1) The bearded shepherd is spelling out the inscription - I-too-was-in-Arcadia - and also is, seemingly, outlining his own shadow. (Note that he is the only shepherd casting a shadow).  By one account, the shadow represents death and the shepherd is about to realize his own mortality.  By circumscribing his shadow inventing art, our only antidote to death. 

2) The second shepherd is contemplating the actions of the first shepherd and is yet to realize the message of mortality. (Nor is his image casting a shadow.)

3) The third shepherd pointing to both the tomb and to the first shepherd is asking of the woman if this means the older bearded shepherd will die; youth always first grasps the concept of death for older companions. (No shadow there either.)

4) The classical noble female is the only figure with both feet firmly on the ground (one figure is kneeling on one knee, another has crossed legs, and the third has one foot on the tomb) and she is the only figure standing erect.  She seems to understand human mortality and her gestures (one hand on her hip and the other comforting the third shepherd ) indicates she will confirm the chilling realization which is slowly dawning on the Arcadian shepherds. She is certainly no rustic shepherdess, more a goddess dressed as a shepherdess. Notice how the trees echo the figures in the painting - with the trees behind the woman reaching up out of sight into the heavens.

   I'll  give the last word about our consciousness of death to a fictional character, Rosencrantz.*

     "Whatever became of the moment when one first knew about death? There must have been one. A moment. In childhood. When it first occurred to you that you don't go on forever. Must have been shattering. Stamped into one's memory. And yet, I can't remember it. It never occurred to me at all. We must be born with an intuition of mortality. Before we know the word for it. Before we know that there are words. Out we come, bloodied and squalling, with the knowledge that for all the points of the compass, there's only one direction. And time is its only measure."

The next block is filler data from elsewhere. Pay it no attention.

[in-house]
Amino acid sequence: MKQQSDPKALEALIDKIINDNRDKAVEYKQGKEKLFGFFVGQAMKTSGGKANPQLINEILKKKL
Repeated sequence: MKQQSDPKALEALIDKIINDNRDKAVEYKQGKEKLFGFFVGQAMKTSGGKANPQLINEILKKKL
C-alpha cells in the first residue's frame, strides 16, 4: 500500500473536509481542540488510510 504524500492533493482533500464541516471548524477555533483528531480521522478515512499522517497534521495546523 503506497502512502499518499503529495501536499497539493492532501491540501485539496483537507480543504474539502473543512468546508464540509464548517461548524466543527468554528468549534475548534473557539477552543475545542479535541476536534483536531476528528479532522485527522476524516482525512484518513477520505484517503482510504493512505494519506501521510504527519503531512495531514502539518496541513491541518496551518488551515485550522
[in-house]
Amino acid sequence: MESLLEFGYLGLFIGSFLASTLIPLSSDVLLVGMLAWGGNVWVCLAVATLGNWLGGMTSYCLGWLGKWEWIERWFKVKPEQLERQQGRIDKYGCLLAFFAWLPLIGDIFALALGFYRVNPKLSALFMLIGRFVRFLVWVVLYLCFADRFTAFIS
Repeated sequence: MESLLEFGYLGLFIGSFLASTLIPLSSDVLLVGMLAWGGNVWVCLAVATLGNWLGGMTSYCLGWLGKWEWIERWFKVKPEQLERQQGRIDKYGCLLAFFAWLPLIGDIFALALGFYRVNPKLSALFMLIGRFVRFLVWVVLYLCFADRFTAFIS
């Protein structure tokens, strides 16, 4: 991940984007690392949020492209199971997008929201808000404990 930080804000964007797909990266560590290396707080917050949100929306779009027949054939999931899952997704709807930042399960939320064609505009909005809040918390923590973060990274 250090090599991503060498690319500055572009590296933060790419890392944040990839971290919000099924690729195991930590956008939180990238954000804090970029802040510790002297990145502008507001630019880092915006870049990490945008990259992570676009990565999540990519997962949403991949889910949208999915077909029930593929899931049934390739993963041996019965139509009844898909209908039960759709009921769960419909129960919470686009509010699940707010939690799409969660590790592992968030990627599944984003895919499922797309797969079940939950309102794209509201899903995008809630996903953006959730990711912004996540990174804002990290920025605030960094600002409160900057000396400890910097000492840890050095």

Louvre Musée du Louvre, Paris


Et in arcadia ego is also the title of Book One of Evelyn Waugh’s Brideshead Revisited  in which the narrator, Charles Ryder, describes his guest room decorated with a skull bearing the phrase. The chapter sets the stage for the novel and Sebastian’s hopeless clinging to his doll and to his vanished childhood and Charles the narrator, now, in a sense, dead as he is loveless, childless, middle-aged, etc., looking back on the Arcadia in which he once lived. Waugh wrote that the novel "deals with what is theologically termed 'the operation of Grace', that is to say, the unmerited and unilateral act of love by which God continually calls souls to Himself". This is achieved by an examination of the Roman Catholic aristocratic Marchmain family. In Waugh's preface to the 1959 revised edition of Brideshead the author explains the circumstances in which the novel was written, in the six months between December 1943 and June 1944 following a parachute accident. He is a bit disparaging of the novel; "It was a bleak period of present privation and threatening disaster - the period of soya beans and Basic English - and in consequence the book is infused with a kind of gluttony, for food and wine, for the splendours of the recent past, and for rhetorical and ornamental language which now, with a full stomach, I find distasteful."

*From Tom Stoppard's play "Rosencrantz and Guildenstern Are Dead." Stoppard also wrote a play, "Arcadia", that  premiered in 1993.